These 2 New COVID Symptoms Could Mean You Have Omicron, Experts Warn

These signs weren't typically linked to a COVID infection until now.

The Omicron variant has quickly taken over the world, resulting in rising COVID cases, breakthrough infections, and reinfections. This new version of the virus has already pushed the U.S. to report more than one million new daily COVID cases on Jan. 3, and virus experts expect its surge to continue throughout the month, if not longer. More than 95 percent of cases in the country are estimated to be caused by Omicron, and every time the virus evolves, so can the illness it produces. According to experts, there are two new COVID symptoms the Omicron variant might cause that haven't been commonly associated with the virus before. Read on to find out what surprising COVID signs you should be looking out for now.

RELATED: If You Have These 2 Symptoms, Get Tested for Omicron, Experts Warn.

The Omicron variant might cause nausea and loss of appetite.

woman lying on couch with stomach cramps

If you wake up with an upset stomach, don't dismiss it. The UK-based Zoe COVID app recently updated its list of common Omicron symptoms to include nausea and loss of appetite, the Daily Express reported. While gastrointestinal symptoms were anecdotally associated with previous variants of the virus, they were never seen as common or standalone symptoms.

"One of my patients … got admitted with a complaint of loss of appetite, nausea, and vomiting. As per protocol, we conducted RT-PCR, and it came positive," Sanket Jain, a pulmonologist consultant at Masina Hospital in India, told the news outlet. "Such symptoms are commonly being observed nowadays especially in infections of Omicron."

RELATED: If You Have Omicron, This Is When You'll Begin to Feel Symptoms.

These two symptoms might be more common with breakthrough infections.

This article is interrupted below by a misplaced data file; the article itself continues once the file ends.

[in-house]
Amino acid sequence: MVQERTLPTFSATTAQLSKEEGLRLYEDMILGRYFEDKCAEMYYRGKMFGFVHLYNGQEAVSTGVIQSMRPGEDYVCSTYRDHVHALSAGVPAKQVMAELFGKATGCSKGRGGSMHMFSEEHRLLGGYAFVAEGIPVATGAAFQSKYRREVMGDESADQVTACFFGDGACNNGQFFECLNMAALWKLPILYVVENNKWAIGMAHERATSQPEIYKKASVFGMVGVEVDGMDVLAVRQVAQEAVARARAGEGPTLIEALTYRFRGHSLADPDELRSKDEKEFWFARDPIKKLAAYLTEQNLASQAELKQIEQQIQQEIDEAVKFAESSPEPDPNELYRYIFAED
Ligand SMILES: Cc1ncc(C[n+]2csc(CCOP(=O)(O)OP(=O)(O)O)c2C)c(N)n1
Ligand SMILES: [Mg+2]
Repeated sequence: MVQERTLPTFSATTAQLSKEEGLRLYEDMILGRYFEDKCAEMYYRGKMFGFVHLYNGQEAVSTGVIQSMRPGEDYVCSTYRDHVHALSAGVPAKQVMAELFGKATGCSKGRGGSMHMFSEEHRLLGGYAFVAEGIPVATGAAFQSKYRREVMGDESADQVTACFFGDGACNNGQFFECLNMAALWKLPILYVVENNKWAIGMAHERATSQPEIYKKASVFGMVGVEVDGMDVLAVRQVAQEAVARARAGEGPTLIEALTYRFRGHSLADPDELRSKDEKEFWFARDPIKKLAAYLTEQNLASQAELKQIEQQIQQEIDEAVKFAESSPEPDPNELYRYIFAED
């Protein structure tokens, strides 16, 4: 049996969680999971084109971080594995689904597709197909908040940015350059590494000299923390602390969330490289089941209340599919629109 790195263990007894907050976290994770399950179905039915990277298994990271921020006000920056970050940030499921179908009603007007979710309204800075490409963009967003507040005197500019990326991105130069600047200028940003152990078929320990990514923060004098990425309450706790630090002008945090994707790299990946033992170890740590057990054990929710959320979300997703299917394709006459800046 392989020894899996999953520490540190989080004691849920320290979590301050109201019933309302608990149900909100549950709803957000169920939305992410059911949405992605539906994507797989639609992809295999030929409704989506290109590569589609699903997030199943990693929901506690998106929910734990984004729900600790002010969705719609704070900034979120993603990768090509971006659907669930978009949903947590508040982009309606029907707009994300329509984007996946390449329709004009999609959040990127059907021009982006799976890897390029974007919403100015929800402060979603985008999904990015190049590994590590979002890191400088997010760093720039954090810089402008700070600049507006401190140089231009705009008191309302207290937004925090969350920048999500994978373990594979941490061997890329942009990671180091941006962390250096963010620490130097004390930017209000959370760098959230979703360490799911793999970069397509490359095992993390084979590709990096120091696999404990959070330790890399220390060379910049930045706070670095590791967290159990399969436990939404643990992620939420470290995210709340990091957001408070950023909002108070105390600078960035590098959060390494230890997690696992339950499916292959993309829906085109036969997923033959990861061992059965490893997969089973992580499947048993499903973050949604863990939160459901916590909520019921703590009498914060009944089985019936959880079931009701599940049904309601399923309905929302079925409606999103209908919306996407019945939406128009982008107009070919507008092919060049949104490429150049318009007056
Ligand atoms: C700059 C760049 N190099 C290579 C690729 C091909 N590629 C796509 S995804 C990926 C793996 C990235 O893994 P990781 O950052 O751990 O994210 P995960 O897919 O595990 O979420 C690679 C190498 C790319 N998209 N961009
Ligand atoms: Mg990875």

Supporting patient in hospital

Milder gastrointestinal symptoms like nausea and loss of appetite might be indicative of a milder COVID case, which seems to be more common with breakthrough Omicron. Tim Spector, a professor of genetic epidemiology at King's College London and head of the ZOE COVID Study App, said in a YouTube video that these two gastrointestinal symptoms appear more likely in infections among fully vaccinated and boosted individuals.

"Some of them had nausea (and therefore loss of appetite), slight temperature, sore throat, and headache," Spector said, referencing an outbreak within a group that had all gotten two or three shots.

The Omicron variant is also causing a lot of cold-like symptoms.

Sick man checking temperature and feeling bad at home

Of course, people with Omicron will also likely have some typical cold-like COVID symptoms. Robert Goldszer, MD, the chief medical officer for the Mount Sinai Medical Center in Florida, recently told WSVN-TV that many people infected with the new variant tend to think they just have a cold, as most patients are reporting sore throat, headache, and fever.

According to Goldszer, there are some clear divides between cold symptoms and COVID symptoms. "A couple differences would be, I think, significant fever with COVID. People are having more fever a day or two, and obviously, if you get significant lung symptoms, if you get bad coughing for a long period of time, any kind of shortness of breath, those things are uncommon with the common cold," he explained.

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But some previously common COVID symptoms are less likely with the Omicron variant.

Woman Holding Covid Rapid Test And Waiting For Results At Home

Don't wait for certain telltale COVID symptoms to pop up before you get tested: Virus experts recently warned that the Omicron variant might be less likely than previous variants to cause a loss of taste or smell for infected individuals. Prior research has suggested that nearly 48 percent patients with the original strain of COVID had loss of smell and 41 percent had loss of taste. But a small analysis of an Omicron outbreak among vaccinated people in Norway found that only 23 percent reported loss of taste and just 12 percent reported loss of smell.

Andrew Pekosz, PhD, a professor of molecular microbiology and immunology at the Johns Hopkins Bloomberg School of Public Health, told The New York Times that people with Omicron might be more likely to report symptoms like nausea because loss of smell is less prevalent, so it's easier to pay attention to milder symptoms.

RELATED: Dr. Fauci Says This Is When the Omicron Wave Will Peak.

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